Don’t design for personas
As I mentioned before – personas should include observed edge case behaviour and requirements. From your personas you can work out what functionality is included and what is the core functionality. Once you’ve got that information – and you’ve immersed yourself in understanding the users through the creation of the personas – put them away and use your skill as a designer.
If you use the personas to closely guide your design you will end up supporting a series of edge cases. This will invariably mean that your CORE functionality is compromised. That’s bad design.
Once you’ve designed the product, you can then use the personas to evaluate the design, and to help communicate to your stakeholders how and why your design supports the goals and tasks of your personas.
Don’t be tempted to use the goals and task lists you generate for your personas as a jigsaw puzzle to layout on a page. That way failure lies.
So. Personas. I’m a fan, but you have to know where their power lies and use them appropriately, and don’t get too caught up in the process of their creation – do what you can with what you’ve got, bring your stakeholders on board and teach them how to be user centred, and get on with the important business of designing great user experience.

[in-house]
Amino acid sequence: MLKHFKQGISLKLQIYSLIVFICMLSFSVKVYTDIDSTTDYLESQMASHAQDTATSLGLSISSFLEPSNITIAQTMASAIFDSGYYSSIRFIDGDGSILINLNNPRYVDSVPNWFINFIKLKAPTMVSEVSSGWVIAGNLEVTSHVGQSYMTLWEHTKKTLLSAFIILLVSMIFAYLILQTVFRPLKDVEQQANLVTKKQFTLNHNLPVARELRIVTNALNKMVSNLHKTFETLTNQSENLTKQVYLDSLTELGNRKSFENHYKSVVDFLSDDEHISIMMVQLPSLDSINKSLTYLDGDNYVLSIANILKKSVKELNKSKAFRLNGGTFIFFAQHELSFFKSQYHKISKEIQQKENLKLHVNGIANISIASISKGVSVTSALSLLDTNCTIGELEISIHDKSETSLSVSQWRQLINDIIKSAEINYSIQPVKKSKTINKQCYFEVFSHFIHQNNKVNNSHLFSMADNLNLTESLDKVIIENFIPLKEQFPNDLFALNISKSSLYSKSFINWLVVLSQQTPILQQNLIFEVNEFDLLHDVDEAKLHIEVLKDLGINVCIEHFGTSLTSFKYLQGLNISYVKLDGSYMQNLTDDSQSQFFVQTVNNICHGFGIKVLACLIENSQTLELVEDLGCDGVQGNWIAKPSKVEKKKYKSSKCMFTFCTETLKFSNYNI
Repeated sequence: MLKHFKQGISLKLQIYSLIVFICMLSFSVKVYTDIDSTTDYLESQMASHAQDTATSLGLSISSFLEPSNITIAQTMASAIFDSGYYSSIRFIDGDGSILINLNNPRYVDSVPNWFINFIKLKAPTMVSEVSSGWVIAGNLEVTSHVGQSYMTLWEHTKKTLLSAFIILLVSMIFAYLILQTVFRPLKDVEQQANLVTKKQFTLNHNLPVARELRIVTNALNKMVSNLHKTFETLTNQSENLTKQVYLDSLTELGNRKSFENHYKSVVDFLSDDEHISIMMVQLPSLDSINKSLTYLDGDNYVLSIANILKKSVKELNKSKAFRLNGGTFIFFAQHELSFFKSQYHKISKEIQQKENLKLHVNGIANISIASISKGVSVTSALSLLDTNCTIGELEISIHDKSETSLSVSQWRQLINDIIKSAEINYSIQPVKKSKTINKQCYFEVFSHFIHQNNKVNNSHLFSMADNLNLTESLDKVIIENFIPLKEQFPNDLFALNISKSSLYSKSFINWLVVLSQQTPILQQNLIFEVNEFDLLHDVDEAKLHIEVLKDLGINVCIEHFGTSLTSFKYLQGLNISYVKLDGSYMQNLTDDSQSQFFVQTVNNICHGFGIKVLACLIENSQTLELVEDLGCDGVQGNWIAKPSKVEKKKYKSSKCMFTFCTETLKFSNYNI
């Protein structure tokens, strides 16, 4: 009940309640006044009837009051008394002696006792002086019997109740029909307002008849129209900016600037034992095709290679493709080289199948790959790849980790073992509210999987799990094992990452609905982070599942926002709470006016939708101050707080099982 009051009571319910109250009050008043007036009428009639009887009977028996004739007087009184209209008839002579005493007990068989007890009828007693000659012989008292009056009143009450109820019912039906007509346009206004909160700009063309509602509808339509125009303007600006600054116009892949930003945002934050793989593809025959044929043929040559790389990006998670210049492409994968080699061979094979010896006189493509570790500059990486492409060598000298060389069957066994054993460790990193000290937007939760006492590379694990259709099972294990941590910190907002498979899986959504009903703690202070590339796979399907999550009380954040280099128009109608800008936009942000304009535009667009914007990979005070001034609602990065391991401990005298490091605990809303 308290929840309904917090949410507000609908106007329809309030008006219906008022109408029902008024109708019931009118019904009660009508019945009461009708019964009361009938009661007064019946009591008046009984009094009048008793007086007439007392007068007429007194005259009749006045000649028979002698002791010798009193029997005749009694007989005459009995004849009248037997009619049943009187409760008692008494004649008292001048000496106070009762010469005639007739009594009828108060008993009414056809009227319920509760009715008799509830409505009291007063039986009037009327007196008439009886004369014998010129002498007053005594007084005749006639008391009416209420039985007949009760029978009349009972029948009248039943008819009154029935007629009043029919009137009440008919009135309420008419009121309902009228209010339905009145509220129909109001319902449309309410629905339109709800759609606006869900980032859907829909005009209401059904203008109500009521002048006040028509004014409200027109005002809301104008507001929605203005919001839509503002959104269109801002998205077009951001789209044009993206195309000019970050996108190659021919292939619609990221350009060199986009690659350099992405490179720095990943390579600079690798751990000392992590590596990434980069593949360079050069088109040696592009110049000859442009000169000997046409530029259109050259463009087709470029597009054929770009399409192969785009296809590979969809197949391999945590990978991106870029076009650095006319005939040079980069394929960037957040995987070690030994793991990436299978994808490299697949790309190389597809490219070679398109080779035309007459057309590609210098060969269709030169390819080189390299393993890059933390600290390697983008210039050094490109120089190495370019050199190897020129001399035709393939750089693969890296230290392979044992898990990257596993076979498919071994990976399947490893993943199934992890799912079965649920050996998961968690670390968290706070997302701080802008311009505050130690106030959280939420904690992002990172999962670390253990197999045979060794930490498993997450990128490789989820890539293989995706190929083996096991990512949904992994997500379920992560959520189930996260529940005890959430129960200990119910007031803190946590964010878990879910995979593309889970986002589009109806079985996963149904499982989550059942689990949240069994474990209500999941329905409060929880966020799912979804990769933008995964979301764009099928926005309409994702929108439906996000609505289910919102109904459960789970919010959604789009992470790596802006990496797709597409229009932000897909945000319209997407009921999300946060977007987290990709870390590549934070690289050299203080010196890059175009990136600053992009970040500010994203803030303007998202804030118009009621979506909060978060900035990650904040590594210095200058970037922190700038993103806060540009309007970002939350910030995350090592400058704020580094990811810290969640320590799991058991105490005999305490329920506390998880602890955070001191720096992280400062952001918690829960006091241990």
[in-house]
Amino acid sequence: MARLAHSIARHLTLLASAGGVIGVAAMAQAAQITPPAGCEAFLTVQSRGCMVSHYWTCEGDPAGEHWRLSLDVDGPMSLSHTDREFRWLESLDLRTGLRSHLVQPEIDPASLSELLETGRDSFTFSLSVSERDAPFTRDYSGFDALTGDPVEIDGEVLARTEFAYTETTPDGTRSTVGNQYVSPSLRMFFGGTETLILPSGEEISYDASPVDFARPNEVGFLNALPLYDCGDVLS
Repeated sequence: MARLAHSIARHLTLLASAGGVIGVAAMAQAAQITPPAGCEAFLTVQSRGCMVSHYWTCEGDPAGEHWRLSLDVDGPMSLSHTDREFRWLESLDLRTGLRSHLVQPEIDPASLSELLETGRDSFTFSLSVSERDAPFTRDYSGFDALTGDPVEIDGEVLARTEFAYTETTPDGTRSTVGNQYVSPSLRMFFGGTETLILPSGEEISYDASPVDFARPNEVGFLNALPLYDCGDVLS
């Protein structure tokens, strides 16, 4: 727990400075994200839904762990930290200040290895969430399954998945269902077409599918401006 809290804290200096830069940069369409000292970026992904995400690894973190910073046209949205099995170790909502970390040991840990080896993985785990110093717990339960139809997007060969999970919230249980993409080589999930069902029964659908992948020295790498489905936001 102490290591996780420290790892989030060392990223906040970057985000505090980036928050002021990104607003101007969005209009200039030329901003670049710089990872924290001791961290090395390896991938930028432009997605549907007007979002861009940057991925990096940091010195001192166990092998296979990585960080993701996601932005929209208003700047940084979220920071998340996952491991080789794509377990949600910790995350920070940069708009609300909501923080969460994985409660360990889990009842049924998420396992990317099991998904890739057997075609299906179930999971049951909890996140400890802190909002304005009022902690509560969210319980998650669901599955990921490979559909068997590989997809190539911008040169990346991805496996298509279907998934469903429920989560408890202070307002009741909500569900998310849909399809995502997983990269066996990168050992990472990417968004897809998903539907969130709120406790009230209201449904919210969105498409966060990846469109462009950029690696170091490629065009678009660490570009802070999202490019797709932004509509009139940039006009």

My name is Leisa Reichelt. I am the Head of User Research at the Government Digital Service in the Cabinet Office.
I lead a team of great researchers who work in agile, multidisciplinary digital teams to help continuously connect the people who design products with the people who will use them and support experimentation and ongoing learning in product design.
If you're interested in working with me or would like to talk more please email me